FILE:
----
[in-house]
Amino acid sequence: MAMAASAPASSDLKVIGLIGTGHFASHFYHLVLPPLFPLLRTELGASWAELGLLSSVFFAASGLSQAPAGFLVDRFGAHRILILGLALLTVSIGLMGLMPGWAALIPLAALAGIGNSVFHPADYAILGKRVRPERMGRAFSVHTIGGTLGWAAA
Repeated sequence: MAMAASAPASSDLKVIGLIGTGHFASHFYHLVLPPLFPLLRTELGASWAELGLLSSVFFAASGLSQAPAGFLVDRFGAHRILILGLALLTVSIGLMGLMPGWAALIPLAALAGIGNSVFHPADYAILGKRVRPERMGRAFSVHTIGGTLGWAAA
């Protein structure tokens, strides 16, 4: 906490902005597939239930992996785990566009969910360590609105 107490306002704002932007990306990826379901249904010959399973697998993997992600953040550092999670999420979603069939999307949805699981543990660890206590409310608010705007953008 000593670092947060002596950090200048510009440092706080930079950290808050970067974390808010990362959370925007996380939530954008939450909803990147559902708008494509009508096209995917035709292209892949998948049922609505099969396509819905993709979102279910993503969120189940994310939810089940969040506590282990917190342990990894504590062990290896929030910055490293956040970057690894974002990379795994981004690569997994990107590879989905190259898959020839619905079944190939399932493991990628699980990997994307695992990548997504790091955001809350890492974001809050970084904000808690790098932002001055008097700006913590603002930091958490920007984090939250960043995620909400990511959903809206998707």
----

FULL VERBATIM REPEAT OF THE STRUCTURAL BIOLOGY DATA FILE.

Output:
[in-house]
Amino acid sequence: MAMAASAPASSDLKVIGLIGTGHFASHFYHLVLPPLFPLLRTELGASWAELGLLSSVFFAASGLSQAPAGFLVDRFGAHRILILGLALLTVSIGLMGLMPGWAALIPLAALAGIGNSVFHPADYAILGKRVRPERMGRAFSVHTIGGTLGWAAA
Repeated sequence: MAMAASAPASSDLKVIGLIGTGHFASHFYHLVLPPLFPLLRTELGASWAELGLLSSVFFAASGLSQAPAGFLVDRFGAHRILILGLALLTVSIGLMGLMPGWAALIPLAALAGIGNSVFHPADYAILGKRVRPERMGRAFSVHTIGGTLGWAAA
């Protein structure tokens, strides 16, 4: 906490902005597939239930992996785990566009969910360590609105 107490306002704002932007990306990826379901249904010959399973697998993997992600953040550092999670999420979603069939999307949805699981543990660890206590409310608010705007953008 000593670092947060002596950090200048510009440092706080930079950290808050970067974390808010990362959370925007996380939530954008939450909803990147559902708008494509009508096209995917035709292209892949998948049922609505099969396509819905993709979102279910993503969120189940994310939810089940969040506590282990917190342990990894504590062990290896929030910055490293956040970057690894974002990379795994981004690569997994990107590879989905190259898959020839619905079944190939399932493991990628699980990997994307695992990548997504790091955001809350890492974001809050970084904000808690790098932002001055008097700006913590603002930091958490920007984090939250960043995620909400990511959903809206998707």